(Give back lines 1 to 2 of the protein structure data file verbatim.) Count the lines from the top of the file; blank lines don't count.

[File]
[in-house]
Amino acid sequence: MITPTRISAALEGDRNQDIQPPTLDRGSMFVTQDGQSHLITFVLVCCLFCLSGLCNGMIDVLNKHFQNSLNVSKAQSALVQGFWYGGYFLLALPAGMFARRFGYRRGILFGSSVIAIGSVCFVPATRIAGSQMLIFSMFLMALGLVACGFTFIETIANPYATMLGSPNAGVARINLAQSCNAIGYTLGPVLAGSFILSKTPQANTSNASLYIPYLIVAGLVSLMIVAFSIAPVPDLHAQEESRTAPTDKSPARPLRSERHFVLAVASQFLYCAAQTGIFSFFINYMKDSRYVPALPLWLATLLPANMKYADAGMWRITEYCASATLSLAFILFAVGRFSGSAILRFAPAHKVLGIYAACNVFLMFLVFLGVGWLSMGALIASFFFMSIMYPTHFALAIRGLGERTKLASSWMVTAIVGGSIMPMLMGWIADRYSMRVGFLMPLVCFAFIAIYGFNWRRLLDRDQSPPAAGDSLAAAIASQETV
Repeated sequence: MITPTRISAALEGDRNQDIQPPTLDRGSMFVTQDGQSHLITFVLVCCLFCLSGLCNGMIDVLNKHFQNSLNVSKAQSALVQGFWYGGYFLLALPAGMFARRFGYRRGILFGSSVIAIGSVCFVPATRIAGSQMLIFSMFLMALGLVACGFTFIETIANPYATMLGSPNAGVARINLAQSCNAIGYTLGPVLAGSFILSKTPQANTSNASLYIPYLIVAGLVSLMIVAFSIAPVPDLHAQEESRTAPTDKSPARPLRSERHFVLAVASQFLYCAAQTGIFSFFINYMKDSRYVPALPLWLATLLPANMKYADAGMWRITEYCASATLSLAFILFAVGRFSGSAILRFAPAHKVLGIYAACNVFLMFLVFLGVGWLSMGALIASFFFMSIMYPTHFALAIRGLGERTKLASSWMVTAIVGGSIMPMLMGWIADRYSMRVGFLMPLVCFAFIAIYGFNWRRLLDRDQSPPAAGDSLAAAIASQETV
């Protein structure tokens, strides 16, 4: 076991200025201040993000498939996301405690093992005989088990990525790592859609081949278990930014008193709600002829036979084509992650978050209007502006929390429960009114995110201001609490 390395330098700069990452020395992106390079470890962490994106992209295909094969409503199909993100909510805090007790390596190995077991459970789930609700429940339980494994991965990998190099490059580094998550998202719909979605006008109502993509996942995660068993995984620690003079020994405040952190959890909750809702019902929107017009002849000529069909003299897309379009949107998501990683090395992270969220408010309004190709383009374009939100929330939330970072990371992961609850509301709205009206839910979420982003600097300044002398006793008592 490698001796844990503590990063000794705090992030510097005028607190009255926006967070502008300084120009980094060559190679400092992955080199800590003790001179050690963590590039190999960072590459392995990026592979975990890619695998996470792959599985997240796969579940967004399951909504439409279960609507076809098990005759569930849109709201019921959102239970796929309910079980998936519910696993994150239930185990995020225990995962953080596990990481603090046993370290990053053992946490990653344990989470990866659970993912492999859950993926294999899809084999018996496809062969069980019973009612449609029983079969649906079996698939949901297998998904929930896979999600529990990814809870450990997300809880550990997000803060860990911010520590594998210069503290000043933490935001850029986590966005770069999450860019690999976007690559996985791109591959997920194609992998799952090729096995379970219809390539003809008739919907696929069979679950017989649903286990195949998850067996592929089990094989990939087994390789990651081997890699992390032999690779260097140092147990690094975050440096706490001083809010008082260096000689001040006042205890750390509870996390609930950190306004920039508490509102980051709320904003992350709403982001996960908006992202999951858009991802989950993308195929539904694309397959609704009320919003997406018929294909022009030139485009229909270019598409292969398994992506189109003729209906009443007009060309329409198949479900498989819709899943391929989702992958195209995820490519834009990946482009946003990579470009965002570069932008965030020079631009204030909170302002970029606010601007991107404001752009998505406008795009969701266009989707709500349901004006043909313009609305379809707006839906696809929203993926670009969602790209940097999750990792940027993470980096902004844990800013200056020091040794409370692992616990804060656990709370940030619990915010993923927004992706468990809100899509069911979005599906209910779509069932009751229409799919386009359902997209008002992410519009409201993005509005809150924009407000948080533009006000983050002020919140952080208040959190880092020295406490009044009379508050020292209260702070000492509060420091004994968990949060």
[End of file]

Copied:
[in-house]
Amino acid sequence: MITPTRISAALEGDRNQDIQPPTLDRGSMFVTQDGQSHLITFVLVCCLFCLSGLCNGMIDVLNKHFQNSLNVSKAQSALVQGFWYGGYFLLALPAGMFARRFGYRRGILFGSSVIAIGSVCFVPATRIAGSQMLIFSMFLMALGLVACGFTFIETIANPYATMLGSPNAGVARINLAQSCNAIGYTLGPVLAGSFILSKTPQANTSNASLYIPYLIVAGLVSLMIVAFSIAPVPDLHAQEESRTAPTDKSPARPLRSERHFVLAVASQFLYCAAQTGIFSFFINYMKDSRYVPALPLWLATLLPANMKYADAGMWRITEYCASATLSLAFILFAVGRFSGSAILRFAPAHKVLGIYAACNVFLMFLVFLGVGWLSMGALIASFFFMSIMYPTHFALAIRGLGERTKLASSWMVTAIVGGSIMPMLMGWIADRYSMRVGFLMPLVCFAFIAIYGFNWRRLLDRDQSPPAAGDSLAAAIASQETV